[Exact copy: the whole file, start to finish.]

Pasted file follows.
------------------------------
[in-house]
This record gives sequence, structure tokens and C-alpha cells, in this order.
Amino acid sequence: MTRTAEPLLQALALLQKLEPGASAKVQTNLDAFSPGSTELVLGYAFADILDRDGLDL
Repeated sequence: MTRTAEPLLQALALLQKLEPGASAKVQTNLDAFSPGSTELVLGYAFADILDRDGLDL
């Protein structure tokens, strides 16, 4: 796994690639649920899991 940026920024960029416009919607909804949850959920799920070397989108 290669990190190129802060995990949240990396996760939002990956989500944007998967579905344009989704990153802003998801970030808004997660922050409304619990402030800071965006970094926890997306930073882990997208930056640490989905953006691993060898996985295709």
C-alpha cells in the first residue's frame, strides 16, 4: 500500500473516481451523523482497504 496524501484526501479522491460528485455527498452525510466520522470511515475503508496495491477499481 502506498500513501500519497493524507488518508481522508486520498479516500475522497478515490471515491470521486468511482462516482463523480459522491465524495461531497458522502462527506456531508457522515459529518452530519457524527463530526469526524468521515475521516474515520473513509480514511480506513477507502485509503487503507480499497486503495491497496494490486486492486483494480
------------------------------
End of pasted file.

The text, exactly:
[in-house]
This record gives sequence, structure tokens and C-alpha cells, in this order.
Amino acid sequence: MTRTAEPLLQALALLQKLEPGASAKVQTNLDAFSPGSTELVLGYAFADILDRDGLDL
Repeated sequence: MTRTAEPLLQALALLQKLEPGASAKVQTNLDAFSPGSTELVLGYAFADILDRDGLDL
């Protein structure tokens, strides 16, 4: 796994690639649920899991 940026920024960029416009919607909804949850959920799920070397989108 290669990190190129802060995990949240990396996760939002990956989500944007998967579905344009989704990153802003998801970030808004997660922050409304619990402030800071965006970094926890997306930073882990997208930056640490989905953006691993060898996985295709």
C-alpha cells in the first residue's frame, strides 16, 4: 500500500473516481451523523482497504 496524501484526501479522491460528485455527498452525510466520522470511515475503508496495491477499481 502506498500513501500519497493524507488518508481522508486520498479516500475522497478515490471515491470521486468511482462516482463523480459522491465524495461531497458522502462527506456531508457522515459529518452530519457524527463530526469526524468521515475521516474515520473513509480514511480506513477507502485509503487503507480499497486503495491497496494490486486492486483494480